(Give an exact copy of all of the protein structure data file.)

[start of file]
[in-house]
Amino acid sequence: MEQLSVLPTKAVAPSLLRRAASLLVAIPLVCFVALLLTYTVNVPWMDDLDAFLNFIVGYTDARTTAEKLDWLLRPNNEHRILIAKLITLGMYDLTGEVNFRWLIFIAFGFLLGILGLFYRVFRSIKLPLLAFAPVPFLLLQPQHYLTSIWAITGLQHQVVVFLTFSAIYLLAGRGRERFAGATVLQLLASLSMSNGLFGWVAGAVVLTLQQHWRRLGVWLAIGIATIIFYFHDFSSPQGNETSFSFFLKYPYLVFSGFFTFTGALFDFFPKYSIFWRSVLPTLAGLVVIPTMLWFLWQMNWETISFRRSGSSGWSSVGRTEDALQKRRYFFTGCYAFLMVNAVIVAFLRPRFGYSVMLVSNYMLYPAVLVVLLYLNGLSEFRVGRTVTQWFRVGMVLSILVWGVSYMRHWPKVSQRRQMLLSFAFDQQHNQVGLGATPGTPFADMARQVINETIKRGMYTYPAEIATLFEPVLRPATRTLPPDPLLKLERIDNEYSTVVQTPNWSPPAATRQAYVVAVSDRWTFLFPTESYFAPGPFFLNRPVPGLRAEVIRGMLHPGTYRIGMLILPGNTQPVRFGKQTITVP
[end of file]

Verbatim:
[in-house]
Amino acid sequence: MEQLSVLPTKAVAPSLLRRAASLLVAIPLVCFVALLLTYTVNVPWMDDLDAFLNFIVGYTDARTTAEKLDWLLRPNNEHRILIAKLITLGMYDLTGEVNFRWLIFIAFGFLLGILGLFYRVFRSIKLPLLAFAPVPFLLLQPQHYLTSIWAITGLQHQVVVFLTFSAIYLLAGRGRERFAGATVLQLLASLSMSNGLFGWVAGAVVLTLQQHWRRLGVWLAIGIATIIFYFHDFSSPQGNETSFSFFLKYPYLVFSGFFTFTGALFDFFPKYSIFWRSVLPTLAGLVVIPTMLWFLWQMNWETISFRRSGSSGWSSVGRTEDALQKRRYFFTGCYAFLMVNAVIVAFLRPRFGYSVMLVSNYMLYPAVLVVLLYLNGLSEFRVGRTVTQWFRVGMVLSILVWGVSYMRHWPKVSQRRQMLLSFAFDQQHNQVGLGATPGTPFADMARQVINETIKRGMYTYPAEIATLFEPVLRPATRTLPPDPLLKLERIDNEYSTVVQTPNWSPPAATRQAYVVAVSDRWTFLFPTESYFAPGPFFLNRPVPGLRAEVIRGMLHPGTYRIGMLILPGNTQPVRFGKQTITVP